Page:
SHIPS’ PIPING SYSTEMS

- Jul 05, 2017-

1.Bilge system

The bilge system is used to remove small quantities of fluid that have leaked or condensed into a dry space

2.Ballast system

Ballast is taken on to increase a ship’s draught, particularly the stern draught, when sailing without cargo

3.Firefighting systems

Piping is used extensively throughout a ship for fire control purposes

a. Sprinkler systems

Small-bore pipes kept permanently charged with freshwater at 10 bar pressure.

b. Water spray systems

Usually small-bore piping, which is dry when not in use. A water spray system is operated manually and looks similar to a sprinkler system

c. Inert gas system

Fitted on all tankers over 20,000 dwt and on all tankers with crude oil washing systems.

d. Deck water spray systems

Fitted on gas tankers, these are prone to rapid corrosion, particularly if not flushed through with freshwater and drained.

e. CO2 piping

Relatively small-bore hot-dipped galvanised mild steel piping designed to withstand the surge pressures and low temperatures that occur with the release of CO2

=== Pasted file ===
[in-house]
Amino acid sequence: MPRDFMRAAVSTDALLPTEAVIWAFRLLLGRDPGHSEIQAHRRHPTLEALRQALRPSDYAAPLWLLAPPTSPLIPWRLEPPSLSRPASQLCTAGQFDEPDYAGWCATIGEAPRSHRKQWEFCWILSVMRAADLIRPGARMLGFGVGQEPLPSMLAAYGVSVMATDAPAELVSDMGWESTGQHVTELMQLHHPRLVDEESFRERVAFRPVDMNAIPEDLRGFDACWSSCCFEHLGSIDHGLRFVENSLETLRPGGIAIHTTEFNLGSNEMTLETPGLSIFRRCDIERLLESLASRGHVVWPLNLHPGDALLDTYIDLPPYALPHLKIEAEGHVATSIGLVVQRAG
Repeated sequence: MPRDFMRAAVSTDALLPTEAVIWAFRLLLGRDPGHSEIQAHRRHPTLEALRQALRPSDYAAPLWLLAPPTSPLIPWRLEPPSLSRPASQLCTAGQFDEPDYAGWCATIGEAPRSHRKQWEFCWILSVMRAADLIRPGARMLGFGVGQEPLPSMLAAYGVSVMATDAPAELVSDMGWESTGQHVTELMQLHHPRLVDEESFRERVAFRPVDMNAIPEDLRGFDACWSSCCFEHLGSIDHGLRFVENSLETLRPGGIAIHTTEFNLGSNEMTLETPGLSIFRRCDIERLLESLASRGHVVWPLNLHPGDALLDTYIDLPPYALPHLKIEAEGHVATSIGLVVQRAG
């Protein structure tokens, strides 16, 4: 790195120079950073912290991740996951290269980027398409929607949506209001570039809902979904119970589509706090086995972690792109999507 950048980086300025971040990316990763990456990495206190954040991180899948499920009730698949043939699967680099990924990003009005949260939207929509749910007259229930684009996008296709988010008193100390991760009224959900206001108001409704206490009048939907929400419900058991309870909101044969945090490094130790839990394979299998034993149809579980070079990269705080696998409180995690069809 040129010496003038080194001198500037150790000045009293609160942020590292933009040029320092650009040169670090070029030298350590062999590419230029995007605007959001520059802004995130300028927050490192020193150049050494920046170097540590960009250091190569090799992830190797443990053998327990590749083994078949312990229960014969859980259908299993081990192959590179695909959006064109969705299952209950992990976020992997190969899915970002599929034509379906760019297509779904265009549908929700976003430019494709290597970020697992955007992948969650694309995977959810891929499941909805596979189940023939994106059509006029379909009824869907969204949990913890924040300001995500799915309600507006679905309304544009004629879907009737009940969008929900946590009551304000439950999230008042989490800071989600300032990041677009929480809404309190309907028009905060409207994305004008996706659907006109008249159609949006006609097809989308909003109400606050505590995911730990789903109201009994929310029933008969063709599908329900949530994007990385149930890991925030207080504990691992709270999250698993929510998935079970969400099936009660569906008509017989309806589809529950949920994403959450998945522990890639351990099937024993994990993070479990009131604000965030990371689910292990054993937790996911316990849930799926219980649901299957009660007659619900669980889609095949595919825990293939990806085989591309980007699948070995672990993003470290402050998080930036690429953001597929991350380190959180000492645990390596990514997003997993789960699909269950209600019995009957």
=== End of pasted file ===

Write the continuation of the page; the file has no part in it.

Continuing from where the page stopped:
4. Pipes carrying fuel oil and flammable liquids

Low-pressure pipes are primarily used to move fuel from a storage tank to a service tank and via feed pump on to injection pumps.

High-pressure pipes are used to deliver fuel from an injection pump to an engine combustion chamber

5. Engine cooling systems

Water carried in pipes is used to cool machinery

6.Air and sounding pipes

prevent over- or under-pressure by letting air in or out of the space when liquid is pumped in or out, or when temperature changes cause gases or liquid to expand or contract.

Sounding pipes are small-bore mild steel pipes used to allow the measuring equipment to enter a tank or a space)

7.Cargo piping

Cargo piping in oil tankers may be of stainless steel, but is commonly of mild steel

8.Steam piping systems

Steam is used for indirectly heating oils, water and air